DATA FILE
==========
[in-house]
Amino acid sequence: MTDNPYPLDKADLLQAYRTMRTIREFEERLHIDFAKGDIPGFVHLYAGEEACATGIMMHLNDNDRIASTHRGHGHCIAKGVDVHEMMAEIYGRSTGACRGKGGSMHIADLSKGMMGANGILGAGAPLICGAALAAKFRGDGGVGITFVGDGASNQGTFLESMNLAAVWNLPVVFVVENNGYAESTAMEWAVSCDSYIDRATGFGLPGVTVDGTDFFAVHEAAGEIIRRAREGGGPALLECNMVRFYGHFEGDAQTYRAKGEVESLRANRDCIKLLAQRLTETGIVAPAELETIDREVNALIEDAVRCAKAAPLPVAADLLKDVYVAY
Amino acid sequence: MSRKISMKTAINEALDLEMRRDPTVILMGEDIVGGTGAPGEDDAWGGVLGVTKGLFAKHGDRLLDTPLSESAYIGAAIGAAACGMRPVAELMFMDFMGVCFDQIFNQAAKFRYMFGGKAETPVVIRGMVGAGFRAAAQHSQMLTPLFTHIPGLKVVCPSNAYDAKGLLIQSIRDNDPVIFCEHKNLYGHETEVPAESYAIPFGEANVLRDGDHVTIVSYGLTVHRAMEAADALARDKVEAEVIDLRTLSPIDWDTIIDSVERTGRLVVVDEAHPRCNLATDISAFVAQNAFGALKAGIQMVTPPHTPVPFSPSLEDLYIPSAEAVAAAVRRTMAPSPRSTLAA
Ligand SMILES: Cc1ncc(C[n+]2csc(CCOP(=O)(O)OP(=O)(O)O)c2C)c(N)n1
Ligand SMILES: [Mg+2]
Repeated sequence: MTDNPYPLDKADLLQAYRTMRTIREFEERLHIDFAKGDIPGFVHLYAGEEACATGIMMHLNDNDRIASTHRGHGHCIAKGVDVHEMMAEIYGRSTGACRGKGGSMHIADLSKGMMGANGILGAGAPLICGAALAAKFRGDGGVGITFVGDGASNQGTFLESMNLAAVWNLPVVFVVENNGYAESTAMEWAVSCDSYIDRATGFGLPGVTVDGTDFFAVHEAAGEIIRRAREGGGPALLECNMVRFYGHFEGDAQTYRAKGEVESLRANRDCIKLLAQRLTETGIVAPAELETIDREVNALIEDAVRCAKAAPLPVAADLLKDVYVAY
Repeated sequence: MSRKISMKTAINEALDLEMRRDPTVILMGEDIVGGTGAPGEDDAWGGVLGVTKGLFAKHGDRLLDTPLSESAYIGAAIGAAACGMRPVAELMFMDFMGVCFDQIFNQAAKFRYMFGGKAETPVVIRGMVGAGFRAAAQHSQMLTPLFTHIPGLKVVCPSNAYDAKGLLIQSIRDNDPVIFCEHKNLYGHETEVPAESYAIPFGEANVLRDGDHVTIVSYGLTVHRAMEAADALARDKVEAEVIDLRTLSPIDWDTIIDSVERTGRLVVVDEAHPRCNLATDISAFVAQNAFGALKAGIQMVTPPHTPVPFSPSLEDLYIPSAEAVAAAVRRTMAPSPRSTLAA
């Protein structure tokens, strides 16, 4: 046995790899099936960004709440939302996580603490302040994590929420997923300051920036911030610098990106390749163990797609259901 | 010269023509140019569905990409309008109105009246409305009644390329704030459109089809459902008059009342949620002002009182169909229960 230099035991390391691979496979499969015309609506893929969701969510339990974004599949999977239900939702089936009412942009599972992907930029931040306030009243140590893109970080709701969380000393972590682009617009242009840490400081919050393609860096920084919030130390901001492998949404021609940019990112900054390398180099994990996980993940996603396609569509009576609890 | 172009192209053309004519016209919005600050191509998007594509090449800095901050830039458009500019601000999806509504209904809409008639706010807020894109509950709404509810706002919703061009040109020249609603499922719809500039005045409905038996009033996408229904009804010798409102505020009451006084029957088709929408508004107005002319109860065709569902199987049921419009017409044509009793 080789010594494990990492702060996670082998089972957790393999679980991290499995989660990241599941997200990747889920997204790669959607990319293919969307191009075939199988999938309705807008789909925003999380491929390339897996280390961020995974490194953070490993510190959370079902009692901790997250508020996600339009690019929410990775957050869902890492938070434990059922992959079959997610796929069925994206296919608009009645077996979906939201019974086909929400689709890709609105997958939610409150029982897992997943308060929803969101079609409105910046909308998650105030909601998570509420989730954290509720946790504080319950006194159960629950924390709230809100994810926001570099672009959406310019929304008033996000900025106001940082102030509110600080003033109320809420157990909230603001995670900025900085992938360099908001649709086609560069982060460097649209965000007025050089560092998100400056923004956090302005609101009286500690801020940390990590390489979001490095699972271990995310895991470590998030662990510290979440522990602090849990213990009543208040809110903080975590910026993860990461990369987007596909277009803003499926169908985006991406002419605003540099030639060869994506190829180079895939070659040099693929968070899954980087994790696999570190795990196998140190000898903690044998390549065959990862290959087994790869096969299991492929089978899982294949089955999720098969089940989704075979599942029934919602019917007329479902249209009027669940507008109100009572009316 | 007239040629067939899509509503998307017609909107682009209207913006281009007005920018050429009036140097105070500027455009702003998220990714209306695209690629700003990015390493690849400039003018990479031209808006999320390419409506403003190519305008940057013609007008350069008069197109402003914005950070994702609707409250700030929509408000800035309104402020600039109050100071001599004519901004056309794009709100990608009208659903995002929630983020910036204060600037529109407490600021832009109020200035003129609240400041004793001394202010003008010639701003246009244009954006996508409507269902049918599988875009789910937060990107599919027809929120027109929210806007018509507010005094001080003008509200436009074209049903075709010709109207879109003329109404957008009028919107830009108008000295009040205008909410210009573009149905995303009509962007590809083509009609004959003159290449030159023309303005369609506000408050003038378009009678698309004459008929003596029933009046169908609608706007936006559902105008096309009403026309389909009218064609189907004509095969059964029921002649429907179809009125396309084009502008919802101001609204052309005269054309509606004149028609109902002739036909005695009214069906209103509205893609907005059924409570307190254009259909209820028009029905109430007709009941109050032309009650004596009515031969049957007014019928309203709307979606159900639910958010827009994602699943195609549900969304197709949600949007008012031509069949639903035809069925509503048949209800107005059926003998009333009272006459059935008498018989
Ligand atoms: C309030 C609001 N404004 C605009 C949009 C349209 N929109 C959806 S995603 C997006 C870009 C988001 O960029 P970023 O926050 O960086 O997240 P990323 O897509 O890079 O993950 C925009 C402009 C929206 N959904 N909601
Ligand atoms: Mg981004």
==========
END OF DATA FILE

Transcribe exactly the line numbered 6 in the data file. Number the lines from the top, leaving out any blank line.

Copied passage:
Repeated sequence: MTDNPYPLDKADLLQAYRTMRTIREFEERLHIDFAKGDIPGFVHLYAGEEACATGIMMHLNDNDRIASTHRGHGHCIAKGVDVHEMMAEIYGRSTGACRGKGGSMHIADLSKGMMGANGILGAGAPLICGAALAAKFRGDGGVGITFVGDGASNQGTFLESMNLAAVWNLPVVFVVENNGYAESTAMEWAVSCDSYIDRATGFGLPGVTVDGTDFFAVHEAAGEIIRRAREGGGPALLECNMVRFYGHFEGDAQTYRAKGEVESLRANRDCIKLLAQRLTETGIVAPAELETIDREVNALIEDAVRCAKAAPLPVAADLLKDVYVAY